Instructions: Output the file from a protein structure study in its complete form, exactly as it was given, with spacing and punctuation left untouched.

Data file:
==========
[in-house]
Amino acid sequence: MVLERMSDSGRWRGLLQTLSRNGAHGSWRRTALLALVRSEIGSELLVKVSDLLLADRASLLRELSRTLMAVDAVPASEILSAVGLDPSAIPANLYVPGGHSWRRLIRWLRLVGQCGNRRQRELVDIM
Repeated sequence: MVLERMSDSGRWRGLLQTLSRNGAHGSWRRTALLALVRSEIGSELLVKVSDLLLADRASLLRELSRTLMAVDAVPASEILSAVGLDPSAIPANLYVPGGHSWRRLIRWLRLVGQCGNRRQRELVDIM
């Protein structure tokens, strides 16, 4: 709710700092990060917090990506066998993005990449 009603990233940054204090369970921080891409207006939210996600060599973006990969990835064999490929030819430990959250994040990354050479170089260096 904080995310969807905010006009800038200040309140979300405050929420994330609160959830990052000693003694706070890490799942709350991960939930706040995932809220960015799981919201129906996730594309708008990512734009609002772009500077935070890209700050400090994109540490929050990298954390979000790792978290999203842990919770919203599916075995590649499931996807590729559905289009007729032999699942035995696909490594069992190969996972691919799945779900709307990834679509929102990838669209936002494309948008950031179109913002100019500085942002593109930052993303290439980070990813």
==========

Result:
[in-house]
Amino acid sequence: MVLERMSDSGRWRGLLQTLSRNGAHGSWRRTALLALVRSEIGSELLVKVSDLLLADRASLLRELSRTLMAVDAVPASEILSAVGLDPSAIPANLYVPGGHSWRRLIRWLRLVGQCGNRRQRELVDIM
Repeated sequence: MVLERMSDSGRWRGLLQTLSRNGAHGSWRRTALLALVRSEIGSELLVKVSDLLLADRASLLRELSRTLMAVDAVPASEILSAVGLDPSAIPANLYVPGGHSWRRLIRWLRLVGQCGNRRQRELVDIM
């Protein structure tokens, strides 16, 4: 709710700092990060917090990506066998993005990449 009603990233940054204090369970921080891409207006939210996600060599973006990969990835064999490929030819430990959250994040990354050479170089260096 904080995310969807905010006009800038200040309140979300405050929420994330609160959830990052000693003694706070890490799942709350991960939930706040995932809220960015799981919201129906996730594309708008990512734009609002772009500077935070890209700050400090994109540490929050990298954390979000790792978290999203842990919770919203599916075995590649499931996807590729559905289009007729032999699942035995696909490594069992190969996972691919799945779900709307990834679509929102990838669209936002494309948008950031179109913002100019500085942002593109930052993303290439980070990813």